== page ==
On stage, Starcrawler delivers a rock n’ roll ruckus that has been described as everything but forgettable. A lucky front-row audience member in all likelihood will find him or herself thrashing with the blood-soaked singer or having to dodge an incoming guitar at any moment of the show. The band is young, they’re full of wild energy, and emerge each night exuding grunge and chaos with each performance.
When a band is known for their stage presence, how well can they translate their rafter-climbing antics within the confines of a recording studio? In their second album, Devour You, Starcrawler rocks out with an added layer of polish compared to the raw vigor of their self-titled debut. Arrow de Wilde’s voice comes through clearer, the melodies are more distinct, and overall their sophomore album is a sharpened product of the band’s raw potential.
For how young the band is, with no one over the age of 25, they embrace an older and wilder side of rock completely unabashed. The faster the song, the better they sound as can be heard in, “Lizzy,” “Toy Teenager,” and “Tank Top. “ Each of these fast-lane songs is a high-octane explosion with the rockers in more control as they speed into a drifting turn. Meanwhile, slower songs such as “No More Pennies” or “Born Asleep” drag on at parts like they were penciled in to give the band time to catch their breath between bursts of holy bat shit crazy mode.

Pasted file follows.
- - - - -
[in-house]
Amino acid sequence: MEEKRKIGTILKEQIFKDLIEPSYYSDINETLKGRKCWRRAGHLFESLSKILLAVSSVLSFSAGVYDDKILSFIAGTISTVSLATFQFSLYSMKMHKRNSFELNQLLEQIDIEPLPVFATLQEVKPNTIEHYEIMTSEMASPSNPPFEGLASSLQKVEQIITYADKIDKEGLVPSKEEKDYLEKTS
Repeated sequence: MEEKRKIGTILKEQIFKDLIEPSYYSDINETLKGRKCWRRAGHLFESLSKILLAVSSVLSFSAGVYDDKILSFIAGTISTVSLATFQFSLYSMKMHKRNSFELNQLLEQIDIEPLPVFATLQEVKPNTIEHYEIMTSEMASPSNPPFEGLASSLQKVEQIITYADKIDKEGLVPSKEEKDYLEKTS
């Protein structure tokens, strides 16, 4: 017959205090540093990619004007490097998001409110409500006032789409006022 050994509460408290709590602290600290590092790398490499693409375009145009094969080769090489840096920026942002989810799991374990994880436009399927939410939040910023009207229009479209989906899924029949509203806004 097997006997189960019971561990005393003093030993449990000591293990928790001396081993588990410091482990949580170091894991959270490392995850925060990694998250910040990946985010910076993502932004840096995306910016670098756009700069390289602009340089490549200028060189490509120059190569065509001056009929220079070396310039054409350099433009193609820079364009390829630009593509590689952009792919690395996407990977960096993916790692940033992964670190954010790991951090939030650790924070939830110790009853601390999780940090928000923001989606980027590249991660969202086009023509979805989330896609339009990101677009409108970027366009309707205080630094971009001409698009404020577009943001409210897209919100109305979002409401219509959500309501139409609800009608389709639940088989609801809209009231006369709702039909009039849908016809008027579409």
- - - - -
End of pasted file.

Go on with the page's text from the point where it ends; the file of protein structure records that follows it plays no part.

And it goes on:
The rock ballads in the middle of the pack such as, “Bet My Brains,” “You Dig Yours,” and “Hollywood Ending” show their skill at balancing rowdiness with refinement to get the crowd riled up together without spilling over onto each other. Produced with a light touch, the album focuses on the natural moods captured from the classic four-instrument rock band of a guitarist, bassist, drummer, and signer formula that propelled so many bands before the invention of the computer. The absence of the synthesizer from a young band producing music today is a refreshing change from the pleasant, yet ultra-refined synthesizers that fill so much of today’s promoted beats.
Starcrawler’s shows are a riot of skilled chaos and their presence as artists remains unafraid. As they continue to produce music, they show no sign of slowing down. In all likelihood, their next album will be another improvement. Rather than pulling out any of their individual songs for a playlist, listening to the album as a whole brings the listener back to classic rock days with the added good news that the band has plenty more in store.